Living there, of course.  Blackbeard stayed for a time in what is now the oldest house in Beaufort.  It was built around the same time as the town’s founding and came to be called Hammock House because of one of the rarely used definitions of the word hammock.  Nobody’s really sure whether Blackbeard owned it at one time or just rented one of the rooms occasionally, but he definitely resided there. Either way, doesn’t matter, anyway.  It’s Blackbeard’s house now.

Over the course of the house’s history, it saw other-than-pirate types of violence, too, spawning quite a few tales that have inevitably evolved into ghost stories. It’s also changed hands like 31 times in its three-century history. Currently, it’s a private residence. Somebody microwaves macaroni where a notorious pirate once murdered one of his 14 wives.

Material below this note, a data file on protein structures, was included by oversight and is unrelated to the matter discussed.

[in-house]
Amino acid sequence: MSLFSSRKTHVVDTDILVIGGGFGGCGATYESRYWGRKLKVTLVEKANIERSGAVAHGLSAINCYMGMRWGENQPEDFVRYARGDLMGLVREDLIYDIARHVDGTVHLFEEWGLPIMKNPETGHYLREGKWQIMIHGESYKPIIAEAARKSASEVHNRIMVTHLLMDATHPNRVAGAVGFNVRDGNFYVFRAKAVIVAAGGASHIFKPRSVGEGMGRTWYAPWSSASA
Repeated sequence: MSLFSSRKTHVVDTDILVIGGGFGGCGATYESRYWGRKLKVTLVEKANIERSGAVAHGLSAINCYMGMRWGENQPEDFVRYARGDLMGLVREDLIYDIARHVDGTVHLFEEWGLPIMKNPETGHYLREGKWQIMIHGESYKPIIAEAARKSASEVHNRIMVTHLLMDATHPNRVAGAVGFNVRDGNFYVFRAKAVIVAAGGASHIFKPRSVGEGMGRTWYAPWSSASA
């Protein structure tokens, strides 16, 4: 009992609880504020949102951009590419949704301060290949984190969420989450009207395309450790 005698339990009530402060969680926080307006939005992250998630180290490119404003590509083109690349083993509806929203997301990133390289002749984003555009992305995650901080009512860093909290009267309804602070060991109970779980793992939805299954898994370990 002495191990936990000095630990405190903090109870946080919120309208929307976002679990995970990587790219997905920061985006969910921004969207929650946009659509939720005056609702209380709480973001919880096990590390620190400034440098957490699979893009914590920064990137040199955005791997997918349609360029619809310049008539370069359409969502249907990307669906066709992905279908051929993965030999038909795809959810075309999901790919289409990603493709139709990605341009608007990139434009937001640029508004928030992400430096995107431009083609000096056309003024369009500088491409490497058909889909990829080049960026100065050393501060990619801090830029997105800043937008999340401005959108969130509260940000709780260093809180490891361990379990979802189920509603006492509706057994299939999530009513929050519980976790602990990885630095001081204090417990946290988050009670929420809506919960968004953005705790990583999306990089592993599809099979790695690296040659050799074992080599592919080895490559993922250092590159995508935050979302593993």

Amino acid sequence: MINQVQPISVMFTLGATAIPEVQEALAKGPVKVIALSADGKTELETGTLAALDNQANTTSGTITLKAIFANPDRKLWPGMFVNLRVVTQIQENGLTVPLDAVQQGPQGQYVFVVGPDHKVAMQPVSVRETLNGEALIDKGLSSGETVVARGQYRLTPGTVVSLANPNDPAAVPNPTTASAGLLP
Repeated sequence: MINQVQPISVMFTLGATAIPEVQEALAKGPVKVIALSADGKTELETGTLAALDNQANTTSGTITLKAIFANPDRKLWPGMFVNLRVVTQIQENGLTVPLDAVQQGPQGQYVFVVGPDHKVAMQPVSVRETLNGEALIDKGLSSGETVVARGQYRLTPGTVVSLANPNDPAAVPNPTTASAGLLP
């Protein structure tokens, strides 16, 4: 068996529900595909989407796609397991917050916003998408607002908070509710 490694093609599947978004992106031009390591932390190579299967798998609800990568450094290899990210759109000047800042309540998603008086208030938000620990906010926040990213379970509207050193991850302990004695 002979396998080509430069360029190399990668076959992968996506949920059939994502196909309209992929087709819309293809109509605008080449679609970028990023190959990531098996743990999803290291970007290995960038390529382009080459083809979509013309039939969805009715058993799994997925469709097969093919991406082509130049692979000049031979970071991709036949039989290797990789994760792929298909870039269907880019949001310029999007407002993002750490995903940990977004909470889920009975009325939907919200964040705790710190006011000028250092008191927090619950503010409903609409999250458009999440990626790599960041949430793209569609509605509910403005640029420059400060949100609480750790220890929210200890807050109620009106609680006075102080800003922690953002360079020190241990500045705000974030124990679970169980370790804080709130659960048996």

Blackbeard’s house is located on a small dead-end road called Hammock Lane.  There are only about five houses on the court, and the only reason you know which one is Hammock House is because of an obligatory-seeming sign well-hidden in an unobtrusive patch of bushes in the front yard.  It's the first house on the left, and a small “No Trespassing” sign on the front step pleads for peace.  

Other than snapping a few self-conscious photos in front of the house, there’s nothing really much else to do at Blackbeard’s place.  But you’re so not done with Blackbeard in Beaufort.  A few blocks down the road stands the North Carolina Maritime Museum.  Sounds boring, I know.  Like one of those places your parents tried to lure you into instead of playing Gameboy in the back seat of the car on family vacations.  In fact, we almost didn’t go to this.  Way worth stopping by, though.